The Court found that the provisions “oppress a minority and then target and mark them for an innate attribute that they have no control over and which they are singularly unable to change” [para. 190]. It added that “[c]onsensual sex conduct, per anus, in my view, is merely a variety of human sexuality” [para. 190]. It held that there is “nothing reasonable and justifiable by discriminating against fellow members of our diversified society” [para. 191]. The Court stressed that as legislation reflects the people’s will and because discrimination on grounds of sexual orientation was prohibited under the Employment (Amendment) Act the people had spoken on the need to protect LGBT rights.

Directly responding to the Kanane decision which had said that the time had not yet arrived to decriminalize same-sex sexual practices, the Court stated that “time has come that private same sexual intimacy between adults must be decriminalised” [para. 202]. The Court referred to the Zimbabwean case Banana v. S 1998 (1) ZLR 309 (S), the Belize case Orozco v. Attorney General of Belize AD 2016, Claim No. 668/2010 and the ECtHR cases of Norris v. Ireland (1989) 13 ECHR 186, Modinos v. Cyprus (1993) 16 ECHR 485.

The Court noted that sodomy provisions “are a relic of Victorian era and were influenced by Judeo-Christian teachings” and that the premise that the sole purpose of sexual intercourse was for procreation “is no longer valid and sustainable” [para. 208]. With reference to Miliangos v. George Frank (Textiles) Ltd [1997] AC 445, the Court stressed that once the reason for a law has ceased, the law itself must also cease. The Court also pointed out that there existed other provisions in the penal code which criminalized non-consensual sexual acts and acts of indecency done in public – such as those which criminalize indecent practices in practice, rape, indecent assault and defilement. Accordingly, there existed no need for criminalizing consensual same-sex sexual intercourse in private.

The Court held that it was entitled to sever “private” from the conduct prohibited by section 167 on the grounds that the “regulation of conduct deemed indecent, done in private between consenting adults, is a violation of the constitutional right to privacy and liberty” [para. 223].

Consequently, the court deemed sections 164(a) and (c), and 165 of the Penal Code to be unconstitutional  and ordered the word “private” to be removed from section 167. This was on the grounds that the provisions violated the right to liberty, privacy and dignity under section 3, privacy under section 9 and were discriminatory in violation of section 15.

Decision Direction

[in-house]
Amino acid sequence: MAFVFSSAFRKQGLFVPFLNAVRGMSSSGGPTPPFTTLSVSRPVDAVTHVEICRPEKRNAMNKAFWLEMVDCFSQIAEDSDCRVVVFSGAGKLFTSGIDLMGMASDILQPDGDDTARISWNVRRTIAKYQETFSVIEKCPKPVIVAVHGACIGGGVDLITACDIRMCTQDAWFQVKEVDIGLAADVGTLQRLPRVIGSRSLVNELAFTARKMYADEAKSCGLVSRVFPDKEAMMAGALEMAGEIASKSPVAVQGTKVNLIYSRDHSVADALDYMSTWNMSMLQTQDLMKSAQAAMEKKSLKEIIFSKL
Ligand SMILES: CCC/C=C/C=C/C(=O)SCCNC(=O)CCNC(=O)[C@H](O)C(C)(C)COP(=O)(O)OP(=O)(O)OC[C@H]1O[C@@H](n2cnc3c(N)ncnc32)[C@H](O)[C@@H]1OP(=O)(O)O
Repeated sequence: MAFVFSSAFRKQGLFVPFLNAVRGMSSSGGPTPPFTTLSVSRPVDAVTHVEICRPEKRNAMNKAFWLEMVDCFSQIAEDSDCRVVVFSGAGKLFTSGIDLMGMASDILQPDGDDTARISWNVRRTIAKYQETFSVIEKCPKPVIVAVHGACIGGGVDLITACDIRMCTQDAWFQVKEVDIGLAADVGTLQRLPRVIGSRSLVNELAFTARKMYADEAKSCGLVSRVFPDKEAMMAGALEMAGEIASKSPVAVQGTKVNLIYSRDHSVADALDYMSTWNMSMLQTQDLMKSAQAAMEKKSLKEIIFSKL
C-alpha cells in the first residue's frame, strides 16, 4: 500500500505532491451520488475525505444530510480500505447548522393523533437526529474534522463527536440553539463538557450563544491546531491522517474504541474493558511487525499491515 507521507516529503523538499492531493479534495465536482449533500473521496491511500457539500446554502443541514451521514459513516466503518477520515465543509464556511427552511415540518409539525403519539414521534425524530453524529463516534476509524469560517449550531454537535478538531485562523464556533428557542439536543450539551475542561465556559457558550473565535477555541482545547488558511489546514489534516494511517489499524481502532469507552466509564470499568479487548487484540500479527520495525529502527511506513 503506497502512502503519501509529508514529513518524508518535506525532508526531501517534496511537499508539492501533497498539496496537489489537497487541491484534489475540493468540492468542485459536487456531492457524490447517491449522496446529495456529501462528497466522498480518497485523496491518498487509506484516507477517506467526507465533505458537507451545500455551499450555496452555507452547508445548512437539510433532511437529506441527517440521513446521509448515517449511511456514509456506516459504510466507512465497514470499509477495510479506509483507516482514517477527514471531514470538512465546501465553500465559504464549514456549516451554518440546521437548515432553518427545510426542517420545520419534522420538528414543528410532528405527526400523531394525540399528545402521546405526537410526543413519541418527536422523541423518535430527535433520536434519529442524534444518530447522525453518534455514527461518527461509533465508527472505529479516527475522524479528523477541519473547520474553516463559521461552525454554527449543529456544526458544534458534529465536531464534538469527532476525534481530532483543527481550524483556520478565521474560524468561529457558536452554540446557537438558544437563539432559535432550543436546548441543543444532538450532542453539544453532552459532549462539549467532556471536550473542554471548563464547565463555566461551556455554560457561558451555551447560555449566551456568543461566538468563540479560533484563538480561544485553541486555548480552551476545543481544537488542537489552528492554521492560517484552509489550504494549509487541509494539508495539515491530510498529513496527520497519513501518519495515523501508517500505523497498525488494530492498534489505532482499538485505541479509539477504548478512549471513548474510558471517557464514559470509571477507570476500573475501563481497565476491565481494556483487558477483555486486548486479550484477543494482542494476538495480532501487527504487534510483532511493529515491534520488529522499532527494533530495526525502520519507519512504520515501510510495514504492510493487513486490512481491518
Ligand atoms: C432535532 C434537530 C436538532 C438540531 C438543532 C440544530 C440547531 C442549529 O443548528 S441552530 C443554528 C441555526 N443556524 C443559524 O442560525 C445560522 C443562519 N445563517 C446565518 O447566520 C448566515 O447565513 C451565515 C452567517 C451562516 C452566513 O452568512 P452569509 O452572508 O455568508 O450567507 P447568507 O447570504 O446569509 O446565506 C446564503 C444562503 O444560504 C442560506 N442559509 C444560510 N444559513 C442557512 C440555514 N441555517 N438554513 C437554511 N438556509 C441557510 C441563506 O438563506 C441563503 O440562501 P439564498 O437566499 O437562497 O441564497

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Decision Direction indicates whether the decision expands or contracts expression based on an analysis of the case.

Expands Expression

In decriminalizing same-sex sexual conduct, the High Court in Botswana delivered an important judgment confirming the rights of individuals to express sexual preference and give effect to their sexual orientation through sexual conduct. The judgment engages in thorough comparative analysis of how criminalizing sexual conduct infringes an individual’s rights and confirms that sodomy offences cannot exist alongside a Constitution protecting the rights to dignity, liberty and privacy.

Global Perspective

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Global Perspective demonstrates how the court’s decision was influenced by standards from one or many regions.

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Related International and/or regional laws

National standards, law or jurisprudence

Other national standards, law or jurisprudence

  • U.K., Black-Clawson International Ltd. v. Papierwerke Waldhof-Aschaffenburg AG (1975), AC 591
  • S. Afr., Affordable Medicines Trust v. Minister of Health (2006), (3) SA 247 (CC)
  • U.S., Grayned v. City of Rockford, 408 U.S. 104 (1972)
  • India, Navtej Singh Johar v. Union of India, Writ Petition (Criminal) No. 76 of 2016 (2018)
  • S. Afr., National Coalition for Gay and Lesbian Equality v. Minister of Justice, 1999 (1) SA 6 (CC)
  • Belize, Orozco v. The Attorney General of Belize (2010), Claim No. 668.
  • U.S., Griswold v. Connecticut, 381 U.S. 479 (1965)
  • U.S., Lawrence v. Texas, 539 U.S. 558 (2003)
  • U.S., Planned Parenthood v. Casey, 505 U.S. 833, 884 (1992)
  • Can., Vriend v. Her Majesty the Queen in Right of Alberta (1998), 1 SCR 493.
  • S. Afr., Pretoria City Council v. Walker, 1998 (2) SA 363 (CC)
  • H.K., Leung TC William Roy v. Secretary for Justice (2006), 3 HKLRD 657 (CFI).
  • S. Afr., Minister of Home Affairs v. Fourie, 2006 (1) SA 524 (CC)
  • Can., R. v. Oakes, [1986] 1 S.C.R. 103
  • Can., Law v. Canada (Minister of Employment and Immigration) (1999), (1) SCR 497.
  • S. Afr., S v. Makwanyane, 1995 (3) SA 391 (CC)
  • Zim., Banana v. Attorney General, 1998 (1) ZLR 309 (S)
  • U.K., Miliangos v. George Frank (Textiles) Ltd (1997), AC 445.
  • Belize, Reyes v. The Queen Privy Council, Appeal No. 64 of 2001

Case Significance

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Case significance refers to how influential the case is and how its significance changes over time.

The decision establishes a binding or persuasive precedent within its jurisdiction.